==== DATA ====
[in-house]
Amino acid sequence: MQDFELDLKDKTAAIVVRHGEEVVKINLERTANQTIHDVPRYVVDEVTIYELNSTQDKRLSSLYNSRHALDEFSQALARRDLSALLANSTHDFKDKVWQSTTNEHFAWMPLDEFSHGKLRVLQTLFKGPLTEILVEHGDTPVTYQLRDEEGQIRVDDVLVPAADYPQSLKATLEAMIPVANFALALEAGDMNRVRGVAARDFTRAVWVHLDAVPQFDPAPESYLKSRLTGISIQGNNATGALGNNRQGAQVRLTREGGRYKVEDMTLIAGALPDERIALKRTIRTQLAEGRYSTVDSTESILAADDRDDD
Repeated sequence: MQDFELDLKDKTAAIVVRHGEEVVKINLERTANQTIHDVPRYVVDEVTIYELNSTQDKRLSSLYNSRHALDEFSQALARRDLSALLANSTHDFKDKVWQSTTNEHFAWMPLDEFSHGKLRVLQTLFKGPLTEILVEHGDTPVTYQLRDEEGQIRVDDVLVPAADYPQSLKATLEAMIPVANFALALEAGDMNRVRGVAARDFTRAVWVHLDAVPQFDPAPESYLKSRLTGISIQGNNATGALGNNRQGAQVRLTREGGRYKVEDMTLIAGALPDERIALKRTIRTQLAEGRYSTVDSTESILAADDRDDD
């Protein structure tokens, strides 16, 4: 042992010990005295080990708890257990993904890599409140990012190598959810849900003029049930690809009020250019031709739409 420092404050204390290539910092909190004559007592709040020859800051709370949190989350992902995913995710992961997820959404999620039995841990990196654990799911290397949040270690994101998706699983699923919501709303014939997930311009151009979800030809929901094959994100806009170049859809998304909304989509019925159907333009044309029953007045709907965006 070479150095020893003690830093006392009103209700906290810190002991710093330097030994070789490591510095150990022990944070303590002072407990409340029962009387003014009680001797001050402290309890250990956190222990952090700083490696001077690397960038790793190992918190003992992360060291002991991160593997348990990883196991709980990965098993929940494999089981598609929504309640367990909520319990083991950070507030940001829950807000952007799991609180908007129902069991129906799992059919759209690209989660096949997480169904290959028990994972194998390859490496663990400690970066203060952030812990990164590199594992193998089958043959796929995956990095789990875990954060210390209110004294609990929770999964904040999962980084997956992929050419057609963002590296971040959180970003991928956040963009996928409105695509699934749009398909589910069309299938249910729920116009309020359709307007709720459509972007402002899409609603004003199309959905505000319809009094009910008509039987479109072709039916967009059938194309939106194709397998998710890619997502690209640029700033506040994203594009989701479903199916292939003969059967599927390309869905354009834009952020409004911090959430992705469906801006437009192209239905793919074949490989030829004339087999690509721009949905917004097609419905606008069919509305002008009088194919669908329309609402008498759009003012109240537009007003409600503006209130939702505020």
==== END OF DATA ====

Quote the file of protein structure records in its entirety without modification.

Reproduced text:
[in-house]
Amino acid sequence: MQDFELDLKDKTAAIVVRHGEEVVKINLERTANQTIHDVPRYVVDEVTIYELNSTQDKRLSSLYNSRHALDEFSQALARRDLSALLANSTHDFKDKVWQSTTNEHFAWMPLDEFSHGKLRVLQTLFKGPLTEILVEHGDTPVTYQLRDEEGQIRVDDVLVPAADYPQSLKATLEAMIPVANFALALEAGDMNRVRGVAARDFTRAVWVHLDAVPQFDPAPESYLKSRLTGISIQGNNATGALGNNRQGAQVRLTREGGRYKVEDMTLIAGALPDERIALKRTIRTQLAEGRYSTVDSTESILAADDRDDD
Repeated sequence: MQDFELDLKDKTAAIVVRHGEEVVKINLERTANQTIHDVPRYVVDEVTIYELNSTQDKRLSSLYNSRHALDEFSQALARRDLSALLANSTHDFKDKVWQSTTNEHFAWMPLDEFSHGKLRVLQTLFKGPLTEILVEHGDTPVTYQLRDEEGQIRVDDVLVPAADYPQSLKATLEAMIPVANFALALEAGDMNRVRGVAARDFTRAVWVHLDAVPQFDPAPESYLKSRLTGISIQGNNATGALGNNRQGAQVRLTREGGRYKVEDMTLIAGALPDERIALKRTIRTQLAEGRYSTVDSTESILAADDRDDD
């Protein structure tokens, strides 16, 4: 042992010990005295080990708890257990993904890599409140990012190598959810849900003029049930690809009020250019031709739409 420092404050204390290539910092909190004559007592709040020859800051709370949190989350992902995913995710992961997820959404999620039995841990990196654990799911290397949040270690994101998706699983699923919501709303014939997930311009151009979800030809929901094959994100806009170049859809998304909304989509019925159907333009044309029953007045709907965006 070479150095020893003690830093006392009103209700906290810190002991710093330097030994070789490591510095150990022990944070303590002072407990409340029962009387003014009680001797001050402290309890250990956190222990952090700083490696001077690397960038790793190992918190003992992360060291002991991160593997348990990883196991709980990965098993929940494999089981598609929504309640367990909520319990083991950070507030940001829950807000952007799991609180908007129902069991129906799992059919759209690209989660096949997480169904290959028990994972194998390859490496663990400690970066203060952030812990990164590199594992193998089958043959796929995956990095789990875990954060210390209110004294609990929770999964904040999962980084997956992929050419057609963002590296971040959180970003991928956040963009996928409105695509699934749009398909589910069309299938249910729920116009309020359709307007709720459509972007402002899409609603004003199309959905505000319809009094009910008509039987479109072709039916967009059938194309939106194709397998998710890619997502690209640029700033506040994203594009989701479903199916292939003969059967599927390309869905354009834009952020409004911090959430992705469906801006437009192209239905793919074949490989030829004339087999690509721009949905917004097609419905606008069919509305002008009088194919669908329309609402008498759009003012109240537009007003409600503006209130939702505020």